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How to Rent an Apartment with Troubled Credit

By Jamie Richardson | August 8, 2019

When you want to rent an apartment, there are a few things for you to think about. You need to think about wants, needs, where you want to live and how much you can afford to pay. However, one thing you cannot forget about is to ensure you are able to find a landlord willing to work with you.

apartment living room

Landlords are generally willing to work with anyone, but something that can scare them off is a bad credit score or troubled credit. This is because this credit could lead the landlord to see you as risky. Thus, they may not be willing to rent for you. While you might think all hope is gone and you’ll never be able to rent with bad credit, that’s not the case. There are indeed some things people with troubled credit can do to still be able to find an apartment to rent. 

With that in mind, this blog post is going to look at a few tips and hints to rent an apartment despite your troubled credit.

Find the Right Rental and Look for Options

The first thing to do is make sure you find the right rental. Some landlords and rental companies are willing to work with low-credit individuals, while others are not. You need to take time to realize which is which, so be sure to reach out to many different potential landlords. Also, some lenders won’t do a credit check, so these can be good options too. 

Searching online for an apartment is also a very good idea. It is easy to try it out and going online allows you to see a ton of options very quickly. Better yet, you can do it all from the comfort of your home. It can take time to find the specific apartment and landlord you’re after, but it is worth it. Shopping around is always a good idea, especially when it comes to deciding where you’re going to live and who your landlord will be. 

Utilize a Co-Signer

If you don’t want to put the time and effort into your search to find those particular landlords, consider using a co-signer. A co-signer will essentially sign an agreement that states that if you default on your rent and miss your payments, they will cover the payments. This can reassure landlords that rent will get paid, no matter what.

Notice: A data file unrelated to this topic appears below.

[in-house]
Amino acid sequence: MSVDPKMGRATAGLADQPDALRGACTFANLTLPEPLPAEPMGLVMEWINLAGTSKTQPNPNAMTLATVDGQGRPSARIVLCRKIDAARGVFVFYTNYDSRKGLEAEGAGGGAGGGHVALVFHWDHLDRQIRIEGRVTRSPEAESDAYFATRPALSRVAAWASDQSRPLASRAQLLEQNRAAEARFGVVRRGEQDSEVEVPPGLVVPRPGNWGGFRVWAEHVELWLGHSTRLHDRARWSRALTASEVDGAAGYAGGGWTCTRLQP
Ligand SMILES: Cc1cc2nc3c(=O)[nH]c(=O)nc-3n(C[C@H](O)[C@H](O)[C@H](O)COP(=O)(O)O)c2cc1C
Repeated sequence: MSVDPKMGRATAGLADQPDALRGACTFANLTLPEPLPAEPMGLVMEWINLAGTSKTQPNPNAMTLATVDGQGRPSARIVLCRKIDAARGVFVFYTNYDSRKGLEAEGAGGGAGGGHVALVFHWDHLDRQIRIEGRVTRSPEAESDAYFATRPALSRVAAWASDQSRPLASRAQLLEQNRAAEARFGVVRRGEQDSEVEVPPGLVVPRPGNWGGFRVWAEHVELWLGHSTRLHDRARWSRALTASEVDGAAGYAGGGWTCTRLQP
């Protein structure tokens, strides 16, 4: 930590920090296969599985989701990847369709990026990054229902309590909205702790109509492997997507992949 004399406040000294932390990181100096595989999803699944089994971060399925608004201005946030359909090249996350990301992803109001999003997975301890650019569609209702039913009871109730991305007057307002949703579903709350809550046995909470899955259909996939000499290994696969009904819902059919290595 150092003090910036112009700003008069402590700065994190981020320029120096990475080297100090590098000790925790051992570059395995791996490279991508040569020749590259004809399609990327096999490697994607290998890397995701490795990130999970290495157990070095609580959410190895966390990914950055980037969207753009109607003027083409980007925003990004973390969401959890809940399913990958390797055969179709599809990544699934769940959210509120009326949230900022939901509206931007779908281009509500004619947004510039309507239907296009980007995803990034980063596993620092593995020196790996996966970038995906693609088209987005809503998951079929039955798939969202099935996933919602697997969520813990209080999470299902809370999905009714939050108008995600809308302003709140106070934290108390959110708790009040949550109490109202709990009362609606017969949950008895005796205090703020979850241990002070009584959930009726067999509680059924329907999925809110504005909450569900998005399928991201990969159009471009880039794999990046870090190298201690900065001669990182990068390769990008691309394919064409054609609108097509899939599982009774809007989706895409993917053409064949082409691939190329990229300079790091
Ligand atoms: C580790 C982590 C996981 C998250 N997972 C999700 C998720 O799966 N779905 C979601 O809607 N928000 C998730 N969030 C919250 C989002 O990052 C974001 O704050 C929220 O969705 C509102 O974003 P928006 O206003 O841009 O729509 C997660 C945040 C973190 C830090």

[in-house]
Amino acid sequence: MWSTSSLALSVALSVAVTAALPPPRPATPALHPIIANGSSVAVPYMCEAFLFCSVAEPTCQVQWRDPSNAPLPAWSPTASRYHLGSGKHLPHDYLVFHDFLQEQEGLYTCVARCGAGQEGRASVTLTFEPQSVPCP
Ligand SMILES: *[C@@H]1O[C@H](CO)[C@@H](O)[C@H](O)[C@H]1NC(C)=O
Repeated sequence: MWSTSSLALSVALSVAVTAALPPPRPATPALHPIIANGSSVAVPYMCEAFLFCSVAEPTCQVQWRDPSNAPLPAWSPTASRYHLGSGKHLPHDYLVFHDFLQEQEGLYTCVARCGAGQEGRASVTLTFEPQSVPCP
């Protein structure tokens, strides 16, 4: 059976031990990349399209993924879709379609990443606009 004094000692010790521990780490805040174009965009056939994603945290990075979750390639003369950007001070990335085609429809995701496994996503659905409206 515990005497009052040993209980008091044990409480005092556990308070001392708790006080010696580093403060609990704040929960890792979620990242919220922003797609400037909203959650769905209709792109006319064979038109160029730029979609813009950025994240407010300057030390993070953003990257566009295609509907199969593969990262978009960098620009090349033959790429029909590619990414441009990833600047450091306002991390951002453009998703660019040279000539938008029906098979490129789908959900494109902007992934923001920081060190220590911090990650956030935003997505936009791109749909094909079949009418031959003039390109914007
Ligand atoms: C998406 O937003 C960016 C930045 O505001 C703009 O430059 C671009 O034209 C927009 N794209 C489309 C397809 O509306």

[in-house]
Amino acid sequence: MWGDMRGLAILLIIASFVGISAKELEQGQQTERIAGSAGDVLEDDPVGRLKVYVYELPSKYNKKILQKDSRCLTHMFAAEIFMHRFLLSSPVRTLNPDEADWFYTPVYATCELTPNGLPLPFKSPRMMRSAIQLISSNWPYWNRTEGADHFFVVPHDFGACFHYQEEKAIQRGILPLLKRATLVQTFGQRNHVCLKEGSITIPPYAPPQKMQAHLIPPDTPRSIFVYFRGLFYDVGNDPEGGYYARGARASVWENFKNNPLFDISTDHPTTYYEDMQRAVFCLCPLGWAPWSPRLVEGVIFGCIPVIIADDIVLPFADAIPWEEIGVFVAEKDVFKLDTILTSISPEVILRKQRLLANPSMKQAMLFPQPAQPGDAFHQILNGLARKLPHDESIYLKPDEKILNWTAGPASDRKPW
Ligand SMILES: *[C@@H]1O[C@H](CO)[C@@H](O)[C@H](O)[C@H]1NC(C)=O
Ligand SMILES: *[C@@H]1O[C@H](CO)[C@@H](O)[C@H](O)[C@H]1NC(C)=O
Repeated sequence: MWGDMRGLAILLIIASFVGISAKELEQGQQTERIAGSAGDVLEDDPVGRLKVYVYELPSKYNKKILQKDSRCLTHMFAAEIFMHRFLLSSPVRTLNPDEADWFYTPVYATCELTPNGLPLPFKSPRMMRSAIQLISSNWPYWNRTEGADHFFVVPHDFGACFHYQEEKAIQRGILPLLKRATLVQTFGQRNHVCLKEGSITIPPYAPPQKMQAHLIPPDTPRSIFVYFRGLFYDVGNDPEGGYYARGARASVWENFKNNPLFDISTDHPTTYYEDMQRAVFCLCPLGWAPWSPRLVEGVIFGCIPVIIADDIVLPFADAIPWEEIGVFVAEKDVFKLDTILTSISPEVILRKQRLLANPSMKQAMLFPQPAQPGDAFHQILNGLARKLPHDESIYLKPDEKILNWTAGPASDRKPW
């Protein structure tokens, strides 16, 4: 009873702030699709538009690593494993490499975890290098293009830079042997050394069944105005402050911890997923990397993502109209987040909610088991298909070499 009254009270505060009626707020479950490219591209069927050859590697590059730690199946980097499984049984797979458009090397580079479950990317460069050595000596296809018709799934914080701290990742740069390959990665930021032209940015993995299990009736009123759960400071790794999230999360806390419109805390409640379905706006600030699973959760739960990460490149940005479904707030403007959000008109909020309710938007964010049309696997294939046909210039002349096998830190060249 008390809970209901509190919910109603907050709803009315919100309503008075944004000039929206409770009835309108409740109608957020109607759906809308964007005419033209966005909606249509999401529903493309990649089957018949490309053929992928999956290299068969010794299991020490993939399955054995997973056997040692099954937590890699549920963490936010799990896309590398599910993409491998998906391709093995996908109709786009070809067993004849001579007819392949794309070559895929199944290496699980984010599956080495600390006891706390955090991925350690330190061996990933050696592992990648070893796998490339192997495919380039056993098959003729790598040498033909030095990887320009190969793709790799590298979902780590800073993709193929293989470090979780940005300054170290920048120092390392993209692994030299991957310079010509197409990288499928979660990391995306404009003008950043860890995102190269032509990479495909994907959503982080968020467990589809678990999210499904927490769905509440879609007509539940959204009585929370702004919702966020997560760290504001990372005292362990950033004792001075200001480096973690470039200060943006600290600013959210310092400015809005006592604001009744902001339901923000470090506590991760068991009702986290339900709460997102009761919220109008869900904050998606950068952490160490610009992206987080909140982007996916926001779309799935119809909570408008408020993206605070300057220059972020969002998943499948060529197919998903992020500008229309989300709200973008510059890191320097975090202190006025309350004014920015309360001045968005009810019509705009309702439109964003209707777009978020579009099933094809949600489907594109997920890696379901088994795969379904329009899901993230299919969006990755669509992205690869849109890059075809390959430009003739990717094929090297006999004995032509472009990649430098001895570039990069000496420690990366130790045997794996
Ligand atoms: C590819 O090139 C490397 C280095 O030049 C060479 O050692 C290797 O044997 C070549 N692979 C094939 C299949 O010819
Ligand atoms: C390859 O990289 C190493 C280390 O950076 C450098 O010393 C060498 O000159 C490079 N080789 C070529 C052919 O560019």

Of course, it might not always be the easiest to find someone willing to co-sign a rental agreement for you. Asking your close friends or family members likely give you your best chance of success. Of course, if you do get a co-signer, be absolutely sure to make all of your payments on time and in full. The last thing you want to do is make someone pay for your mistakes, and things like this can potentially ruin relationships, so be careful.

Be Able and Willing to Reassure a Landlord’s Worries

While a co-signer can help ease the worries of a landlord, getting a co-signer for a rental agreement isn’t always viable. Thankfully, there are some other things you can do to reduce the risk a landlord will face. This could be in the form of paying a few months up front, be willing to pay a little more every month, or even increasing your security deposit. 

Simply put, if you do other things to reduce the risk that your landlord has to endure, they will be more likely to rent to you despite your spotty credit history. This is all about having a conversation with the landlord and seeing if there is anything you can do to ease their worries about your credit. Some may be willing to continue with one of the aforementioned options, and others will not. 

In conclusion, hopefully this article has been able to help you rent an apartment with troubled credit.

Jamie is a 5-year freelance writer who enjoys real estate. He is currently a Realty Biz News Contributor.
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